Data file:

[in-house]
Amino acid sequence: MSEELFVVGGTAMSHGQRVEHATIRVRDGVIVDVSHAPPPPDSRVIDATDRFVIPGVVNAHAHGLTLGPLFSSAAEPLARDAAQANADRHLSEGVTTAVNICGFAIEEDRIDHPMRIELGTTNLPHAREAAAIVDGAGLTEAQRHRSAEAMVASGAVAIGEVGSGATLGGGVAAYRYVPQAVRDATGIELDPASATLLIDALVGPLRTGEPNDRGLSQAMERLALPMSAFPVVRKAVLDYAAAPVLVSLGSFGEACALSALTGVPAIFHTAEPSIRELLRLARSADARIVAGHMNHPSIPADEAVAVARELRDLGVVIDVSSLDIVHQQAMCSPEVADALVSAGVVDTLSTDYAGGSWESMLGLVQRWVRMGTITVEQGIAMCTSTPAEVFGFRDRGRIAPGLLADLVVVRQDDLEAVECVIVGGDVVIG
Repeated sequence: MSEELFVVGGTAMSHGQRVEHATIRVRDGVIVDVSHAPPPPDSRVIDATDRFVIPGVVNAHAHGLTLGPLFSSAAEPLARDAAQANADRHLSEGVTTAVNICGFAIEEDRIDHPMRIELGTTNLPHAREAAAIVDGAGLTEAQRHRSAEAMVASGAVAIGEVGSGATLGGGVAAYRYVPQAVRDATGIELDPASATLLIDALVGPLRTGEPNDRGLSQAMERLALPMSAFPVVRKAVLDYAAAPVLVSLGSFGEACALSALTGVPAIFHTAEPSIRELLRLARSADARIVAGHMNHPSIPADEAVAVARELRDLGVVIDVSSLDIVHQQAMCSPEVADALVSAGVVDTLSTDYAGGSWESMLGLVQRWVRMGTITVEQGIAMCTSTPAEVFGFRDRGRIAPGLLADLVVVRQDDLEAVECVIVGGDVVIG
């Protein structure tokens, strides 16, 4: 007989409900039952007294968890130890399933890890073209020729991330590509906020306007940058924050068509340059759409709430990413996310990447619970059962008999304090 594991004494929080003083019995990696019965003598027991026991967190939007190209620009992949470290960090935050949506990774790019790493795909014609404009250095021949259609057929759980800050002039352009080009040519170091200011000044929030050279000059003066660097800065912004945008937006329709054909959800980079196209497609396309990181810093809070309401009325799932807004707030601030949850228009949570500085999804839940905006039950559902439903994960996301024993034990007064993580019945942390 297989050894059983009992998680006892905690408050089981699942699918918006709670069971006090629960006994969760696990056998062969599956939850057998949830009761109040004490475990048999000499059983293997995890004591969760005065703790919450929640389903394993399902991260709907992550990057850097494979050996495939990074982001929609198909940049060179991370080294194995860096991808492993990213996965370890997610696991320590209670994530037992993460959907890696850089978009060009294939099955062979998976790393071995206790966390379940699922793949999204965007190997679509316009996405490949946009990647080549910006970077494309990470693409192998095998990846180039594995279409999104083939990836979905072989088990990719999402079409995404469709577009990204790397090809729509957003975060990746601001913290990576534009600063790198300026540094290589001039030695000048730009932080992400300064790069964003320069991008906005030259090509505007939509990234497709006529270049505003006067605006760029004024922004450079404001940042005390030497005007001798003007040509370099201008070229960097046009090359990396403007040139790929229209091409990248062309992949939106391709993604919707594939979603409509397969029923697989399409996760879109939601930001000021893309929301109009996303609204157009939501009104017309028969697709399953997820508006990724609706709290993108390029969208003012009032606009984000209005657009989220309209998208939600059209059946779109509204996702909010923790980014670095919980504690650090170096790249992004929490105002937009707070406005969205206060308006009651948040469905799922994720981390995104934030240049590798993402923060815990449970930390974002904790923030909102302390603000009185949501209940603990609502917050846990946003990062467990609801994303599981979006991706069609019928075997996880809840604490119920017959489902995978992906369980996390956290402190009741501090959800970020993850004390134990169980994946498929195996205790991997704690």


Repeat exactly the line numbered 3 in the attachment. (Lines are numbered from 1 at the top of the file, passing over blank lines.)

Repeated sequence: MSEELFVVGGTAMSHGQRVEHATIRVRDGVIVDVSHAPPPPDSRVIDATDRFVIPGVVNAHAHGLTLGPLFSSAAEPLARDAAQANADRHLSEGVTTAVNICGFAIEEDRIDHPMRIELGTTNLPHAREAAAIVDGAGLTEAQRHRSAEAMVASGAVAIGEVGSGATLGGGVAAYRYVPQAVRDATGIELDPASATLLIDALVGPLRTGEPNDRGLSQAMERLALPMSAFPVVRKAVLDYAAAPVLVSLGSFGEACALSALTGVPAIFHTAEPSIRELLRLARSADARIVAGHMNHPSIPADEAVAVARELRDLGVVIDVSSLDIVHQQAMCSPEVADALVSAGVVDTLSTDYAGGSWESMLGLVQRWVRMGTITVEQGIAMCTSTPAEVFGFRDRGRIAPGLLADLVVVRQDDLEAVECVIVGGDVVIG